Batter Up! (And Hope Mom  Survives)

If my math is correct (which it usually isn’t), I spent about one third of my life as a Baseball Mom.  I can’t say this was ever my plan.  I always liked baseball well enough, but if someone told me in my early life that for around fifteen years (okay maybe that’s not a third of my life), I’d spend most days seven days a week engrossed in the highs and lows and outright drama of youth baseball, I’m not sure what I would have done.  It doesn’t really matter because that’s what happened.

I thought about all this recently on Mother’s Day.  My mom and I were celebrating with a lunch at a local Mexican restaurant.  In walked several teams of elementary aged baseball players and their mothers.  I knew they were baseball players because all the boys were wearing their various dirt caked uniforms followed by all the mothers sporting t-shirts for the various teams. I recognized this scene.  It’s Mother’s Day if your son plays baseball.

In youth baseball world, the season stops for no cause even to celebrate and show gratitude to the woman who brought the little slugger into the world.  There is no breakfast in bed or sending mom off to the spa for a little rest and relaxation. No, Mother’s Day is another day on the tournament calendar. 

That’s not to say it’s ignored completely.  Some tournaments include the name “Mother’s Day” in the event name so as to give the impression that this is actually a quite normal celebratory event. At some locations, tournament sponsors even give each mother a single rose upon entering the venue and if they are especially generous a dollar off the entry fee.

Other than that, it’s pretty much business as usual.  If you’re said mom, pray you don’t draw the first or last game of the day.  Getting to sleep in even an extra hour and leave before the sun sets is at least something. Otherwise, sit out on the bleachers for hours on end.  If you’re really lucky the bleachers will offer some sort of covering or one of the other parents will bring a pop-up tent and you’ll be invited to sit under it for shade to help ward off heat stroke.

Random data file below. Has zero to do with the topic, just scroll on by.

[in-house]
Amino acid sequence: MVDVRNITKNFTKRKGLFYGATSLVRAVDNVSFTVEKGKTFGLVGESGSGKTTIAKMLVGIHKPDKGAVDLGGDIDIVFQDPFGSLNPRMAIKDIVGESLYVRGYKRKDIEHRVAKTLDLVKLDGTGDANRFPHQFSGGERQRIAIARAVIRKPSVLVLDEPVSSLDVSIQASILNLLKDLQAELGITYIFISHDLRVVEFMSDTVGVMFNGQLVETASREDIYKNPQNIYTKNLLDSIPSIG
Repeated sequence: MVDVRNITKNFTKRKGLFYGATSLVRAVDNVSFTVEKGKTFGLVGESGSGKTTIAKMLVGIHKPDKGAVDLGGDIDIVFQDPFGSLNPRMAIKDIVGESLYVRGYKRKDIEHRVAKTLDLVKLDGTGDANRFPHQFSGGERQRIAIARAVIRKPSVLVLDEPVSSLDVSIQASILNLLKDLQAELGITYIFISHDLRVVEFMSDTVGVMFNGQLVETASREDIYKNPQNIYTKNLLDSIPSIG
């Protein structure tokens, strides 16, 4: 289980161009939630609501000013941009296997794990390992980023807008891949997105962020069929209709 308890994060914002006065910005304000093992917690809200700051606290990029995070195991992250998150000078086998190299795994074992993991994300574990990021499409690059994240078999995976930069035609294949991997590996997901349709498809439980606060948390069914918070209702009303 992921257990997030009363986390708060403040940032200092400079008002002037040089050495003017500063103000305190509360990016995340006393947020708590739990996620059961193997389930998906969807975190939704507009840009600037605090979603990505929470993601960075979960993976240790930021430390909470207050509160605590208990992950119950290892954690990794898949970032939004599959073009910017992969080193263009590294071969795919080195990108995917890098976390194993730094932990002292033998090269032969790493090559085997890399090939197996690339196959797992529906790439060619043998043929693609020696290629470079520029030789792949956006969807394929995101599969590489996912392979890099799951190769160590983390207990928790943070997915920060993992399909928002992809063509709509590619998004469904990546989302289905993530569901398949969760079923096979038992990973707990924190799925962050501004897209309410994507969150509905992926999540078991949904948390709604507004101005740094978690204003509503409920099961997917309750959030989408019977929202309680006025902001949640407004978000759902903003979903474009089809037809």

Above all else, hope that the weather cooperates.  May is a tricky month. In my Baseball Mom career, I’ve been drenched in violent rainstorms (more than once) and burned in random places on my body that my sunscreen missed. February is also tricky.  They call this “preseason,” and during that part of the tournament schedule, I would wrap myself in several thermal sleeping bags wearing Arctic gear yet still nearly freeze to death. There is a stretch in late March/early April when it can be quite lovely.  These are the days that you are truly thankful to be sitting outside watching young children try to hit and catch a baseball while their parents yell “keep your eye on the ball” when you could instead be enjoying other outdoor activities.

At various times in my son’s baseball career, I’ve been extraordinarily happy and extremely depressed all on a single day depending on the fate of the team.  I’ve eaten some of the worst food imaginable but was happy to have it because there wasn’t another food option outside of the concession stand for several miles along treacherous two-lane roads (and even if there was such a place to eat, I’d be afraid to leave because most tournaments happen in places GPS doesn’t even know exists). I’ve sat in the stands with other mothers who stopped at Sonic along the way so they could sip spiked drinks during the game.  These were also the mothers most likely to break out into somewhat insulting “cheers” directed at the other team’s players (aka children).  They also didn’t hesitate to yell at the umpire (also known as “blue”) when they didn’t like a call.  I never did any of this because I always attended the games stone sober.  I thought setting this example was the least I could do as the Team Mom.

Don’t even ask about the restroom facilities.  I have a mental and emotional block about that.  Needless to say, it was harrowing.

All in all, though, it was a glorious time of mother/son and team bonding.  Do I miss it?

As to the last part, yes, I guess I do.